Interrogation in stress positions includes the practice of short-shackling. This involves the prisoner’s hands and feet being shackled in such a way that the prisoner is forced to crouch or kneel, and cannot move without the shackles cutting into the wrists and ankles. Toilet breaks are not allowed during these lengthy interrogations, with obvious results.
Thanks to Bill Leak
Prisoners in GuantÃ¡namo Bay have been subjected to waterboarding: a technique in which the prisoner is lowered head-first into water and held until they are about to drown; they are then hauled out. The Americans do not consider this to be torture, but their view of torture is informed by the US Assistant Attorney General, Jay Bybee who wrote a notorious memo in 2002 that concluded:
For an act to constitute torture, it must inflict pain that is difficult to endure. Physical pain amounting to torture must be equivalent in intensity to the pain accompanying serious physical injury, such as organ failure, impairment of bodily function, or even death.
For purely mental pain or suffering to amount to torture, it must result in significant psychological harm of significant duration, eg lasting for months or even years.
[E]ven if the defendant knows that severe pain will result from his actions, if causing such harm is not his objective, he lacks the requisite specific intent even though the defendant did not act in good faith. Instead, a defendant is guilty of torture only if he acts with the express purpose of inflicting severe pain or suffering on a person within his custody or physical control.
This flexible approach enables the US to deny the use of torture in GuantÃ¡namo Bay despite numerous accounts of conduct there which, by civilised standards, do amount to torture.
One technique available to the Americans is to torture a prisoner over a period of weeks or months and then, while merely ‘coercing’ to take a statement of the prisoner’s evidence. The prisoner cannot know whether the ‘coercion’ will escalate to frank torture again. Most people will say whatever they have to say in order to avoid continued treatment of this sort.
Evidence obtained by such methods is bound to be unreliable.
Of course, under skilful cross-examination the circumstances in which such evidence was obtained will destroy its value. But at the same time it will expose the graphic brutality of GuantÃ¡namo Bay. So here is the critical question: will the coerced witnesses be produced in the Military Commission to be cross-examined about their interrogations? If the witnesses are produced, the only possible outcome is that the value of the evidence will be reduced to zero, and America’s shame will be broadcast to the entire world.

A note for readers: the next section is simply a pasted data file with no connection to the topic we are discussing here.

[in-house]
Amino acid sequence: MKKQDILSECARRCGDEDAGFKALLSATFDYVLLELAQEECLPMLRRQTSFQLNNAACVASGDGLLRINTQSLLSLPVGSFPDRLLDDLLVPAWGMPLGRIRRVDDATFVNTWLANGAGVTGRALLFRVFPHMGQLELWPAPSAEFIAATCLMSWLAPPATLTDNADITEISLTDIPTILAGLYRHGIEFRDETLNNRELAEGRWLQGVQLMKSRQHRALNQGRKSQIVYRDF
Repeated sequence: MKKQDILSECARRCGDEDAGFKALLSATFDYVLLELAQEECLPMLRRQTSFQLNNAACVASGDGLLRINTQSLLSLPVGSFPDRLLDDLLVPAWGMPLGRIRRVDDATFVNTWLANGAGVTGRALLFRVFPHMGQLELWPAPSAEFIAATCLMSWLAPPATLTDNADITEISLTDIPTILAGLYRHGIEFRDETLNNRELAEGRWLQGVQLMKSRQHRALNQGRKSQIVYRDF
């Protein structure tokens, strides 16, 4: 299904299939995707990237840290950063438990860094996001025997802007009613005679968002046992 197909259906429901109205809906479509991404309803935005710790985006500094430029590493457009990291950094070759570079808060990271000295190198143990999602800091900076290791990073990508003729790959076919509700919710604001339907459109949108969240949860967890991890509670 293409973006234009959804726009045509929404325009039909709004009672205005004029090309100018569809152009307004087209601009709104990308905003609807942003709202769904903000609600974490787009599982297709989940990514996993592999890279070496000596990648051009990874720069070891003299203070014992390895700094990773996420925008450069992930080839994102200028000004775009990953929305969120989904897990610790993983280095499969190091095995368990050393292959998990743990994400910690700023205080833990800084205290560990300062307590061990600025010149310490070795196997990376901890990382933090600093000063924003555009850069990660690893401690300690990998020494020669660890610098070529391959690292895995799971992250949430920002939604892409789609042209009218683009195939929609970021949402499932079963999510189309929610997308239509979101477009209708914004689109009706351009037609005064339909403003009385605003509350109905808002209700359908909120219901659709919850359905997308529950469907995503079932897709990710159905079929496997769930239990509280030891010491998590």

Or, will their depositions rinsed of blood and urine be tendered to stand as unchallenged hearsay? Nothing on the face of the document will give a clue to its genesis: was it the product of a calm resolution to purge the soul by telling the truth, or were the deponent’s testicles wired to electrodes at the time? Proceeding in accordance with the rules of the Military Commission, the ‘judges’ will assess the credibility of the depositions by reference to their background knowledge: for example, that President Bush has declared Hicks a killer and a terrorist. That starting assumption will lead to the reception of evidence as credible which tends to prove the starting assumption. That’s probably how it will work.
And Australia is going along with it.
Confessions of an accused person obtained by use of coercion are inadmissible in Australia, in England and in the USA. It offends the most basic principles of our justice system that an accused person can be coerced or tricked into making a statement which is later used against them.
This is Ruddock’s idea of a fair trial, which raises another question: would Ruddock permit criminal trials in Australia to run on these lines? Would he allow hearsay and coerced statements to be used in serious criminal trials? If not, then why is he content to sacrifice Hicks to this treatment? If so, we have just seen our democracy disappear.
There was a time when only asylum seekers had to be terrified of Philip Ruddock. Now we all should be.